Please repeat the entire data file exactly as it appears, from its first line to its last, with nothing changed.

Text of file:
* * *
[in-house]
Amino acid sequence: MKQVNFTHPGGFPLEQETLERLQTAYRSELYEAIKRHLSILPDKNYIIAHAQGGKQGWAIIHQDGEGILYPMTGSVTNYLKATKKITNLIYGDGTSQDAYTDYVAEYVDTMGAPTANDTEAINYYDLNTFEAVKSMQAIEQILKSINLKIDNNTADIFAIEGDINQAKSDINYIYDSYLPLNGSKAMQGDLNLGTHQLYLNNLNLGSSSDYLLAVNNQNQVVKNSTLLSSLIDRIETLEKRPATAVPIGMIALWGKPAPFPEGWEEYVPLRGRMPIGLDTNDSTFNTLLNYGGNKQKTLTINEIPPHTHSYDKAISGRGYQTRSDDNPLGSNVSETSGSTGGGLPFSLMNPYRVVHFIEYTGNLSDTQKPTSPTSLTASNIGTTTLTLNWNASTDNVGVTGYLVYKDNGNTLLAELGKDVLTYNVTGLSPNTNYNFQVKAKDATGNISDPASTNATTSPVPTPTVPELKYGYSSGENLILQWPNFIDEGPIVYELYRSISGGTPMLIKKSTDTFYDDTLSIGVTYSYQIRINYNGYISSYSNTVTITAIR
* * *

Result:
[in-house]
Amino acid sequence: MKQVNFTHPGGFPLEQETLERLQTAYRSELYEAIKRHLSILPDKNYIIAHAQGGKQGWAIIHQDGEGILYPMTGSVTNYLKATKKITNLIYGDGTSQDAYTDYVAEYVDTMGAPTANDTEAINYYDLNTFEAVKSMQAIEQILKSINLKIDNNTADIFAIEGDINQAKSDINYIYDSYLPLNGSKAMQGDLNLGTHQLYLNNLNLGSSSDYLLAVNNQNQVVKNSTLLSSLIDRIETLEKRPATAVPIGMIALWGKPAPFPEGWEEYVPLRGRMPIGLDTNDSTFNTLLNYGGNKQKTLTINEIPPHTHSYDKAISGRGYQTRSDDNPLGSNVSETSGSTGGGLPFSLMNPYRVVHFIEYTGNLSDTQKPTSPTSLTASNIGTTTLTLNWNASTDNVGVTGYLVYKDNGNTLLAELGKDVLTYNVTGLSPNTNYNFQVKAKDATGNISDPASTNATTSPVPTPTVPELKYGYSSGENLILQWPNFIDEGPIVYELYRSISGGTPMLIKKSTDTFYDDTLSIGVTYSYQIRINYNGYISSYSNTVTITAIR